IMF cuts India growth by 0.8 per cent to 7.4 per cent for the current year

Considering the unending economic uncertainties, it has cut global growth to 3.2% and 2.9% in 2022 and 2023, respectively 0.4% and 0.7% lower than its April estimates.

Published: 27th July 2022 09:19 AM  |   Last Updated: 27th July 2022 09:19 AM   |  A+A-

IMF

The International Monetary Fund logo (File photo| Reuters)

By Express News Service

NEW DELHI:  The IMF has cut India’s growth forecast for 2022 down by 80 bps to 7.4%, reflecting less favourable external conditions and more rapid monetary policy tightening. In April, the multilateral agency had estimated India’s GDP to grow at 8.2%.

For 2023 as well, it had revised the growth estimate downward by 80 basis points to 6.1%. In its latest World Economic Outlook (WEO) released on Tuesday, the agency ruled out the possibility of a global recession this year but warned that the risk of a recession was prominent next year.

“The risk of recession is particularly prominent in 2023, when in several economies growth is expected to bottom out, household savings accumulated during the pandemic will have declined, and even small shocks could cause economies to stall,” it noted.

Considering the unending economic uncertainties, it has cut global growth to 3.2% and 2.9% in 2022 and 2023, respectively 0.4% and 0.7% lower than its April estimates. In 2021, growth stood at 6.1%. The primary culprits driving revisions include the world’s leading economies the US, China, the euro area and of course India which are witnessing sharper slowdowns due to extended lockdowns in China (affecting trade), tightening financial conditions, steeper interest rate hikes, persistent inflation, and spillovers from the Ukraine war.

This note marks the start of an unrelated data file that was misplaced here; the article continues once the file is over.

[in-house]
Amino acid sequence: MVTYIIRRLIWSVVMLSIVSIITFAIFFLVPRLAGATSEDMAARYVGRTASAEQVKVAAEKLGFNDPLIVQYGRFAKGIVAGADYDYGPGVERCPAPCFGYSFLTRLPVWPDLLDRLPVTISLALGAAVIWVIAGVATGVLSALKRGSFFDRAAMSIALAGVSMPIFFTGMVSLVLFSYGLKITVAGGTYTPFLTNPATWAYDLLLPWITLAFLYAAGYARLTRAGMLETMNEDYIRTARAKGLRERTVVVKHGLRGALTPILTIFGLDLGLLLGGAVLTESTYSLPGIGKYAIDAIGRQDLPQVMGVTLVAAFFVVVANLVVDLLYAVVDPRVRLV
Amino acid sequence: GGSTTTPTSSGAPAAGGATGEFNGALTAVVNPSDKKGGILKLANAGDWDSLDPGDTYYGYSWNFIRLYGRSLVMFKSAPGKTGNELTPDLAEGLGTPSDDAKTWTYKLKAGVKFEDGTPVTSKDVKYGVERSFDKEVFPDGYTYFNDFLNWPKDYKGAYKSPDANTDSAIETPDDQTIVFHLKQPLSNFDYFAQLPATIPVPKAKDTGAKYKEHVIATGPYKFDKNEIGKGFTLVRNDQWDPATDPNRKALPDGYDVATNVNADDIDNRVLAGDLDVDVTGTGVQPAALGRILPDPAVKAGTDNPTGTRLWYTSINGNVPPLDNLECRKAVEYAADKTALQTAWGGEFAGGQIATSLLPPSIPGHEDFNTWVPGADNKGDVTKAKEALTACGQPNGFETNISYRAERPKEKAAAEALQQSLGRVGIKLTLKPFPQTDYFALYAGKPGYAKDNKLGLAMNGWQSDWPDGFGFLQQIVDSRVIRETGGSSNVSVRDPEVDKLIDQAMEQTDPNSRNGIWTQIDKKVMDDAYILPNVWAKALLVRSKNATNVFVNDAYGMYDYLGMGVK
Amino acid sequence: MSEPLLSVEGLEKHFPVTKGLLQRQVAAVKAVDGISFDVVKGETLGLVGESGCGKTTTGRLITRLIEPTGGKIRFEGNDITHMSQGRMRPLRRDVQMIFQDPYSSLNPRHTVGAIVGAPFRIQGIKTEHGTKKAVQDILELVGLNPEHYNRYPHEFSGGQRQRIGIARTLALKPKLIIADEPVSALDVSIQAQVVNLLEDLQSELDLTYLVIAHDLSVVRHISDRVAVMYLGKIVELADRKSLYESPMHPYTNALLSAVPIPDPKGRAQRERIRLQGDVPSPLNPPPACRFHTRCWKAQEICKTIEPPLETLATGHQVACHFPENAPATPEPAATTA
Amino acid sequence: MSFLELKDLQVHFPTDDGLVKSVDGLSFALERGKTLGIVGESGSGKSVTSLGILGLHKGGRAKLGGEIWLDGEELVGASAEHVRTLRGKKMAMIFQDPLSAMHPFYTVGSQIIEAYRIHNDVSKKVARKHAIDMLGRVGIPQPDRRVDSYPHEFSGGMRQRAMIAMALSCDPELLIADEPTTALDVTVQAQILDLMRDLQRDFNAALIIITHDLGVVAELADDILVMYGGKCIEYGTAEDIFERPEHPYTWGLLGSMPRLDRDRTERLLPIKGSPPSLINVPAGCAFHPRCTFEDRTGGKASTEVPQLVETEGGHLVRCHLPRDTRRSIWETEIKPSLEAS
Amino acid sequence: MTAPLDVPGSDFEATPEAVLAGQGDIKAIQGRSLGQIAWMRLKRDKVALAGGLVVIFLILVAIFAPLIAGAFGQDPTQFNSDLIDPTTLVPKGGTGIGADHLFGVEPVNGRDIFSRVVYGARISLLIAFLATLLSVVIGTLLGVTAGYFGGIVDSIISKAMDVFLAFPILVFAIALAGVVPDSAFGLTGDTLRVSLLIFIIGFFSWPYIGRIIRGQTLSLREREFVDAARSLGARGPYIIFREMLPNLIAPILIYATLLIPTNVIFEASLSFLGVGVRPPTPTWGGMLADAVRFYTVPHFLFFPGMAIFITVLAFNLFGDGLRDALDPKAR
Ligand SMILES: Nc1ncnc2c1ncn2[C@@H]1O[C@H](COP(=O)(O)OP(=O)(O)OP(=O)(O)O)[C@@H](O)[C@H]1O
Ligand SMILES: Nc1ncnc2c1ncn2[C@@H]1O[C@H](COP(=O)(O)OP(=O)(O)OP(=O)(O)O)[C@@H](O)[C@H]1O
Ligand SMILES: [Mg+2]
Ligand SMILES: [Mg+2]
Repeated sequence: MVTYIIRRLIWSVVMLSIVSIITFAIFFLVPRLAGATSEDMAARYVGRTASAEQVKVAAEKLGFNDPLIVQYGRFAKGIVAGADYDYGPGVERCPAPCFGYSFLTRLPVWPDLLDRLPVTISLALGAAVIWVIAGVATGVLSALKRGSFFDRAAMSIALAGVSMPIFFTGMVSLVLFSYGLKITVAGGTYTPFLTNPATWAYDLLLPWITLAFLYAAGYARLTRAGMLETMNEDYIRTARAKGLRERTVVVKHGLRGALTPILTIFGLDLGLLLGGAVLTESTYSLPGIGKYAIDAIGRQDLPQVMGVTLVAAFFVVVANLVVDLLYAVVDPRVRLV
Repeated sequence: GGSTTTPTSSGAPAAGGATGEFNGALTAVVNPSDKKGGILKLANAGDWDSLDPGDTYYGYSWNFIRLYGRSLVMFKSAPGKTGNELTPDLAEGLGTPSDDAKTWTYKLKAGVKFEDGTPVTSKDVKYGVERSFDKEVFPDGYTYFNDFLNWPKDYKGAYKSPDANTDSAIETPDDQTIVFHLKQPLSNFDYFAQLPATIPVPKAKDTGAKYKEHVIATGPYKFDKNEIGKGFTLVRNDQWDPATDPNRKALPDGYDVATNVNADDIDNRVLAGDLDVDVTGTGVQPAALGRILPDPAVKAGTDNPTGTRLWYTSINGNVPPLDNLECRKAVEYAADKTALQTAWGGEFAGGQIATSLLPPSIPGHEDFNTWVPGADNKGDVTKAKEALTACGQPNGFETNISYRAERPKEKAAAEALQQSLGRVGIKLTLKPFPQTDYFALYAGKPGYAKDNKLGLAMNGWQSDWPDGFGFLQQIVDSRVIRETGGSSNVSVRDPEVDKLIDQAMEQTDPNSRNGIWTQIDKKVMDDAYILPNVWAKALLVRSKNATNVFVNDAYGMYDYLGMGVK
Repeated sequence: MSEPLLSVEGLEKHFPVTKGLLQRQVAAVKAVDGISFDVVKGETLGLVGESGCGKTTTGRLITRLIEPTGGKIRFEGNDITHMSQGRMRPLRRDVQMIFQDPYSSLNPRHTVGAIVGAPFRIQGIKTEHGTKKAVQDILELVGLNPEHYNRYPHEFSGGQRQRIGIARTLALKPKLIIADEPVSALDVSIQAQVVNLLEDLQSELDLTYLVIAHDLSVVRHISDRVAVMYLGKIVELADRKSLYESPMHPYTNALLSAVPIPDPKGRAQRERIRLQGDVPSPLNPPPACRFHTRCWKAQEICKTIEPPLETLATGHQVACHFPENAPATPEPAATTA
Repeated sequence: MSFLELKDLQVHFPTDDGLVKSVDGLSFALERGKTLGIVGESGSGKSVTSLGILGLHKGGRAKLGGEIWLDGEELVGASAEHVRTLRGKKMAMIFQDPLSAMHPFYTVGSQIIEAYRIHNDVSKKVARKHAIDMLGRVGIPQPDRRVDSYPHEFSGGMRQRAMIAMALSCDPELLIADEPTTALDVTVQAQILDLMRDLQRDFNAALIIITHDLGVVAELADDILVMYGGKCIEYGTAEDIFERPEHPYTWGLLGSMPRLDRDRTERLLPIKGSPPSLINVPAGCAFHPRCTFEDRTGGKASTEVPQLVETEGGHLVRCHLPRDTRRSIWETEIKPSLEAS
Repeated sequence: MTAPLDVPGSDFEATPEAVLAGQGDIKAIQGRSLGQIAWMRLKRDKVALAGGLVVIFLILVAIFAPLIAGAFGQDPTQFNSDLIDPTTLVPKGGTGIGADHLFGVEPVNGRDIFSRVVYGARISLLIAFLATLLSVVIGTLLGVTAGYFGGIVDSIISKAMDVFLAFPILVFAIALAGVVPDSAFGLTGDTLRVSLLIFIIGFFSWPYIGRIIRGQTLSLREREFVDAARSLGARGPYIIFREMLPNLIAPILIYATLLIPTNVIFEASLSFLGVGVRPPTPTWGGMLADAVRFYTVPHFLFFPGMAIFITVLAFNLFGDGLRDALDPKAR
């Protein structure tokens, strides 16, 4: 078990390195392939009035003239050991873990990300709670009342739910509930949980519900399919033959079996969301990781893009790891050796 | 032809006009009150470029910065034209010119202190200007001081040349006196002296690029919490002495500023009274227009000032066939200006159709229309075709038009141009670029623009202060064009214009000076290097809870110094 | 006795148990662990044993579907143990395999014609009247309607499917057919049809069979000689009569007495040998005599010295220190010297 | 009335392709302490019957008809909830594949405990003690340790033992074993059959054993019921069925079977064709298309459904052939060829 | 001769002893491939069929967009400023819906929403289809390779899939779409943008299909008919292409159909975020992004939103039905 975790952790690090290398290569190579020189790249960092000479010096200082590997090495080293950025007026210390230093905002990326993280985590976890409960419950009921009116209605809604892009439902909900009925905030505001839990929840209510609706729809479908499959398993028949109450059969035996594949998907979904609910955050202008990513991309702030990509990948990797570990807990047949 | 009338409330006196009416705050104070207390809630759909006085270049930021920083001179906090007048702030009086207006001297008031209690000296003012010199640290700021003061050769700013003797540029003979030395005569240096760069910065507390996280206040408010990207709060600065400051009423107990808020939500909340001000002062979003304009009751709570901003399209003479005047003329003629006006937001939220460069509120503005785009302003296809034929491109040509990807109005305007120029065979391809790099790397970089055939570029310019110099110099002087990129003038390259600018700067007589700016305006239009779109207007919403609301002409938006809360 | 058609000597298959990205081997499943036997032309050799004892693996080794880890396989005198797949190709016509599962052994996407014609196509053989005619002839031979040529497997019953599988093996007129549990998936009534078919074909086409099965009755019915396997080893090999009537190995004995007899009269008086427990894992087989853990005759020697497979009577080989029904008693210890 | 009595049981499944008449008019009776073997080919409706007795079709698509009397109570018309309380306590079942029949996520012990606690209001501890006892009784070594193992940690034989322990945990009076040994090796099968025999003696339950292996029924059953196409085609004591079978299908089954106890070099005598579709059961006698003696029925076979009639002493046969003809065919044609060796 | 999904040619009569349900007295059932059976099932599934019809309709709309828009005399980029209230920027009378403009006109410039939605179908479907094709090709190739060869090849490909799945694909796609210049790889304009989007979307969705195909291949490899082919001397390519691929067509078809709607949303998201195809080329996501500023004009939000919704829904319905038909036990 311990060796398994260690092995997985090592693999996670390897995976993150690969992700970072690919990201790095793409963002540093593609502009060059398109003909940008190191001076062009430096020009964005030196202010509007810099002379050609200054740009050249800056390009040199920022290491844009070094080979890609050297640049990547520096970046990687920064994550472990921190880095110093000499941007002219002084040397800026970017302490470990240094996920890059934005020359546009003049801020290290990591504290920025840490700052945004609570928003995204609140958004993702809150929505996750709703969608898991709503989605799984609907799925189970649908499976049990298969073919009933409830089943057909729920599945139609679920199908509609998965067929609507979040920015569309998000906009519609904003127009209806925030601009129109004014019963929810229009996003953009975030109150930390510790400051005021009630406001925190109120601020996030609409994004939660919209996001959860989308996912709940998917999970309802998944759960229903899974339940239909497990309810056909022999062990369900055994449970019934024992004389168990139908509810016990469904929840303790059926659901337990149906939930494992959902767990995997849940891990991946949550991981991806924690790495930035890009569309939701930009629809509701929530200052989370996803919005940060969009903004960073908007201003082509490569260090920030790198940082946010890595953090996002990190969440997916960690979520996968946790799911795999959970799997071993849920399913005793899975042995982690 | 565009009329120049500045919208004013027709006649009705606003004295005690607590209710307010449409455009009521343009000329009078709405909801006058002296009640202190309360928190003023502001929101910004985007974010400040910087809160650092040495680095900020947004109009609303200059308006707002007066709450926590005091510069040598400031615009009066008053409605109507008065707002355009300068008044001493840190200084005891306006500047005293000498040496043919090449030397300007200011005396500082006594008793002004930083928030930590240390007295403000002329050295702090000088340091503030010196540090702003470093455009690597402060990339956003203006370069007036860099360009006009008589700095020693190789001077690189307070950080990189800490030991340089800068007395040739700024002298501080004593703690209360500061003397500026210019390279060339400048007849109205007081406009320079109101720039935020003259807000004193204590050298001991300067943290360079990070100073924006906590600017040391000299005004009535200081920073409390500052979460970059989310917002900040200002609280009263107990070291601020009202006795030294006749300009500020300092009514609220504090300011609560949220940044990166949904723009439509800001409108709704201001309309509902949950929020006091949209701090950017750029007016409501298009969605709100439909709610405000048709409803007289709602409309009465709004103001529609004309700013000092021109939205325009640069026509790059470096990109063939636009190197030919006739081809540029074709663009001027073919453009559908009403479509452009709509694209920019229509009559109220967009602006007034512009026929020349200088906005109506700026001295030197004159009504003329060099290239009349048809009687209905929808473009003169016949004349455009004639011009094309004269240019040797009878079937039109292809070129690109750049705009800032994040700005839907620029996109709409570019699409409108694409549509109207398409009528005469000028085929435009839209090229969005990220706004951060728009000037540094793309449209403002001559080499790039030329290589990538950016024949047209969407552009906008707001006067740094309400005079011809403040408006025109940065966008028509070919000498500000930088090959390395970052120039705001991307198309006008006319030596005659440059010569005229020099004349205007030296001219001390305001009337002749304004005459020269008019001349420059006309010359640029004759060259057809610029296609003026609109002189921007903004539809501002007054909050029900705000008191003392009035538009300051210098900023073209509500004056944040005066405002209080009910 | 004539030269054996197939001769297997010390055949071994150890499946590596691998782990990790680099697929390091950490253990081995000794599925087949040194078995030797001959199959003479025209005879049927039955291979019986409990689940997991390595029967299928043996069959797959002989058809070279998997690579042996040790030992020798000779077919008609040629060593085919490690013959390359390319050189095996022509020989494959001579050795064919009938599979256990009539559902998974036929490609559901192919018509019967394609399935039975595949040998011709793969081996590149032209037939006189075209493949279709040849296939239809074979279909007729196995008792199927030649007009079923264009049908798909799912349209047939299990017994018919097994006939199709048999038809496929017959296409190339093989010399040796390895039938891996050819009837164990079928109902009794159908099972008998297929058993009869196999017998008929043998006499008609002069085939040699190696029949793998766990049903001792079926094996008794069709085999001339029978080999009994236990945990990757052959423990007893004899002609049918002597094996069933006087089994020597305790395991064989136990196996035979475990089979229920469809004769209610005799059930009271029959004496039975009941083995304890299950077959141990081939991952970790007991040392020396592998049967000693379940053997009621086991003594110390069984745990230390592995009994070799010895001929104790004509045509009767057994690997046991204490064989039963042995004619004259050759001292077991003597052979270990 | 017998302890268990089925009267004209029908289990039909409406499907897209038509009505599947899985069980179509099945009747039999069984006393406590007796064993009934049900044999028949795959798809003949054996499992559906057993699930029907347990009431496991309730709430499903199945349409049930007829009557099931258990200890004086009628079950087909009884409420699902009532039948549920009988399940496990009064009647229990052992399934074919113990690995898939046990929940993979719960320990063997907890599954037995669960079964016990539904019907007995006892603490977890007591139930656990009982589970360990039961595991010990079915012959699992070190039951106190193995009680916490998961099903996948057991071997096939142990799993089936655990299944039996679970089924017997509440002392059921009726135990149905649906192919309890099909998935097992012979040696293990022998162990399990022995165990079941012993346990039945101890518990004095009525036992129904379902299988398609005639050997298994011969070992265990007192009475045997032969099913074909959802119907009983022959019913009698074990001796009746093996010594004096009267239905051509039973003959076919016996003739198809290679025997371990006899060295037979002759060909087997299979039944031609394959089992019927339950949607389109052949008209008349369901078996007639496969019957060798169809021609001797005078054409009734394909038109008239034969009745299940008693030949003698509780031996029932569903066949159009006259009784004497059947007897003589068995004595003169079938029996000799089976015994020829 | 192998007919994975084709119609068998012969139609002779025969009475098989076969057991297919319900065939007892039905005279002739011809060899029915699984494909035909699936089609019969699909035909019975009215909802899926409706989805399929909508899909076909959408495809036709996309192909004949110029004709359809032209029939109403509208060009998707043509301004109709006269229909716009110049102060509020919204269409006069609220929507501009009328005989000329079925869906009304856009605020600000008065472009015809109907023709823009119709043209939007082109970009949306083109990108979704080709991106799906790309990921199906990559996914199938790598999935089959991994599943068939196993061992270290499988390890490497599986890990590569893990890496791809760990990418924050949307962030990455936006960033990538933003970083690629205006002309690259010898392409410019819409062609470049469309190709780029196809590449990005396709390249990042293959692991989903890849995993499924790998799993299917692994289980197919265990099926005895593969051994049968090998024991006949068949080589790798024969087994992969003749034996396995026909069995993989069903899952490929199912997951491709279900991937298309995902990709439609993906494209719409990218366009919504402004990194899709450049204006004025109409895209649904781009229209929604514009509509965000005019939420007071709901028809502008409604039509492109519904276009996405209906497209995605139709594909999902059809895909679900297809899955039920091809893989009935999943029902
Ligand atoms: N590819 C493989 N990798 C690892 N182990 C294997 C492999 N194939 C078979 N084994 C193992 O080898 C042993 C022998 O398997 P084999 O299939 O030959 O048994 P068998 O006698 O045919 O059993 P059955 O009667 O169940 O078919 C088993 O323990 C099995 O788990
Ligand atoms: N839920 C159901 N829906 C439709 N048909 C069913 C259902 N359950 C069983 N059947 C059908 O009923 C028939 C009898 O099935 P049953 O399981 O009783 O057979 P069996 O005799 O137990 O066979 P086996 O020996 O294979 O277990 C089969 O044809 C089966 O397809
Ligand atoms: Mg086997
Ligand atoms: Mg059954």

As for price rise, the IMF made no bones about the fact that inflation is here to stay. Its baseline projections for global inflation are pessimistic, having been revised to 8.3% in 2022 from 6.9% projected in April. While emerging market and developing economies' inflation may reach 10%, the revision is larger for advanced economies at 6.3% from 4.8%. This is due to significant price rises in major economies like the UK (2.7% upward revision to 10.5%) and the euro area (2.9% upward revision to 7.3%).



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